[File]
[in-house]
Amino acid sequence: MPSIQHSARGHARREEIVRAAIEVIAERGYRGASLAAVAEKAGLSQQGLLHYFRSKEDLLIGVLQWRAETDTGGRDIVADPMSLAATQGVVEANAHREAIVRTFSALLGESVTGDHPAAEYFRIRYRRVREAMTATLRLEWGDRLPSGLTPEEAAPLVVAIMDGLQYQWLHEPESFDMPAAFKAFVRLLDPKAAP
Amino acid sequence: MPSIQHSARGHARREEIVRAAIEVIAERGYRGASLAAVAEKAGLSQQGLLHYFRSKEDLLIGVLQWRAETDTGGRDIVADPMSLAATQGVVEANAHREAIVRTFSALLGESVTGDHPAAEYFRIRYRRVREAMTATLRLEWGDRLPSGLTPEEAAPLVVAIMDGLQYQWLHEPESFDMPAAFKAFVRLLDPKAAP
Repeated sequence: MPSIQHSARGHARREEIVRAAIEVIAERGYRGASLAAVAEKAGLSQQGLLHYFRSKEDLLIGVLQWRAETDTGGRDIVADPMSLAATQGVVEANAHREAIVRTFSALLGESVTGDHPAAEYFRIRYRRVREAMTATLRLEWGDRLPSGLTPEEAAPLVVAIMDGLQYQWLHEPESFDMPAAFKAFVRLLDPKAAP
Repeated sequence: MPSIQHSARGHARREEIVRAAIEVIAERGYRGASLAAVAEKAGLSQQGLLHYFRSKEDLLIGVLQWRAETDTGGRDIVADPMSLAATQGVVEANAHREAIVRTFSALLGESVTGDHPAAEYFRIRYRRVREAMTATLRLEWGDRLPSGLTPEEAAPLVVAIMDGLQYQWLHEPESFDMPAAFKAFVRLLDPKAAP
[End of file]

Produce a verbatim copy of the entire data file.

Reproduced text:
[in-house]
Amino acid sequence: MPSIQHSARGHARREEIVRAAIEVIAERGYRGASLAAVAEKAGLSQQGLLHYFRSKEDLLIGVLQWRAETDTGGRDIVADPMSLAATQGVVEANAHREAIVRTFSALLGESVTGDHPAAEYFRIRYRRVREAMTATLRLEWGDRLPSGLTPEEAAPLVVAIMDGLQYQWLHEPESFDMPAAFKAFVRLLDPKAAP
Amino acid sequence: MPSIQHSARGHARREEIVRAAIEVIAERGYRGASLAAVAEKAGLSQQGLLHYFRSKEDLLIGVLQWRAETDTGGRDIVADPMSLAATQGVVEANAHREAIVRTFSALLGESVTGDHPAAEYFRIRYRRVREAMTATLRLEWGDRLPSGLTPEEAAPLVVAIMDGLQYQWLHEPESFDMPAAFKAFVRLLDPKAAP
Repeated sequence: MPSIQHSARGHARREEIVRAAIEVIAERGYRGASLAAVAEKAGLSQQGLLHYFRSKEDLLIGVLQWRAETDTGGRDIVADPMSLAATQGVVEANAHREAIVRTFSALLGESVTGDHPAAEYFRIRYRRVREAMTATLRLEWGDRLPSGLTPEEAAPLVVAIMDGLQYQWLHEPESFDMPAAFKAFVRLLDPKAAP
Repeated sequence: MPSIQHSARGHARREEIVRAAIEVIAERGYRGASLAAVAEKAGLSQQGLLHYFRSKEDLLIGVLQWRAETDTGGRDIVADPMSLAATQGVVEANAHREAIVRTFSALLGESVTGDHPAAEYFRIRYRRVREAMTATLRLEWGDRLPSGLTPEEAAPLVVAIMDGLQYQWLHEPESFDMPAAFKAFVRLLDPKAAP